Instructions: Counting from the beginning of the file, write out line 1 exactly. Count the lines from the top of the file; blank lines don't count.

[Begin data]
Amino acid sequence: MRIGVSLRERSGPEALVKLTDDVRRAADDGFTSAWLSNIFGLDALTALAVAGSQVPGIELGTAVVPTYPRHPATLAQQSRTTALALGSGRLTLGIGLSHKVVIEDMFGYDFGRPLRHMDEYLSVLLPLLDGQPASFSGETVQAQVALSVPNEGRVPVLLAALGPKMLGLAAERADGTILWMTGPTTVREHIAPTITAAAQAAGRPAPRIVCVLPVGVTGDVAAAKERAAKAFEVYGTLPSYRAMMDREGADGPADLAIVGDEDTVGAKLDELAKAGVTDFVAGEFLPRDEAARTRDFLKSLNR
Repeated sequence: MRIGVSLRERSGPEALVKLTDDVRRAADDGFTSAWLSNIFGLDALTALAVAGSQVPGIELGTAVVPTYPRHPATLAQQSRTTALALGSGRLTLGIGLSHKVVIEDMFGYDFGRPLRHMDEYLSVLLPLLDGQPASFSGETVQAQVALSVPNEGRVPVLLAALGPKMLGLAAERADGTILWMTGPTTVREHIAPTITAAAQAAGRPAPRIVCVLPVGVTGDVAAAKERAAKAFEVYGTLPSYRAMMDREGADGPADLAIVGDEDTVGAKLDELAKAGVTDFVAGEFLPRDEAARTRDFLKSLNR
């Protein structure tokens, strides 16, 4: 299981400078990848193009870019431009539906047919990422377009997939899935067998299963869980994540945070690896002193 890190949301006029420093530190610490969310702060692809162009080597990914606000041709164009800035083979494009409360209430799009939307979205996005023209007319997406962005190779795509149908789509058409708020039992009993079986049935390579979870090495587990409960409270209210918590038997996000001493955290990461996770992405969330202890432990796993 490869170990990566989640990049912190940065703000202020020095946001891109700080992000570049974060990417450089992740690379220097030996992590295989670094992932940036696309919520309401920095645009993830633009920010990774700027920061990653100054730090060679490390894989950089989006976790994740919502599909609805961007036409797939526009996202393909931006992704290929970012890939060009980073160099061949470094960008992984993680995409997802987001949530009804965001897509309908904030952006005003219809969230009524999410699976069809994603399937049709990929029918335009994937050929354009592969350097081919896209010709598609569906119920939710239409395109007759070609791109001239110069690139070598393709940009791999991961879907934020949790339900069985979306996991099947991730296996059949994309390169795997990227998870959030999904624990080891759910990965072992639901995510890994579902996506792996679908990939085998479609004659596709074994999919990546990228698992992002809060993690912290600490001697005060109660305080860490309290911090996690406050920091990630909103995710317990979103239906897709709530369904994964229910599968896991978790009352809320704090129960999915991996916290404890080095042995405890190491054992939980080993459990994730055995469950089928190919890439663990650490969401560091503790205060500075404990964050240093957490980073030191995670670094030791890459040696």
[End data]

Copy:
Amino acid sequence: MRIGVSLRERSGPEALVKLTDDVRRAADDGFTSAWLSNIFGLDALTALAVAGSQVPGIELGTAVVPTYPRHPATLAQQSRTTALALGSGRLTLGIGLSHKVVIEDMFGYDFGRPLRHMDEYLSVLLPLLDGQPASFSGETVQAQVALSVPNEGRVPVLLAALGPKMLGLAAERADGTILWMTGPTTVREHIAPTITAAAQAAGRPAPRIVCVLPVGVTGDVAAAKERAAKAFEVYGTLPSYRAMMDREGADGPADLAIVGDEDTVGAKLDELAKAGVTDFVAGEFLPRDEAARTRDFLKSLNR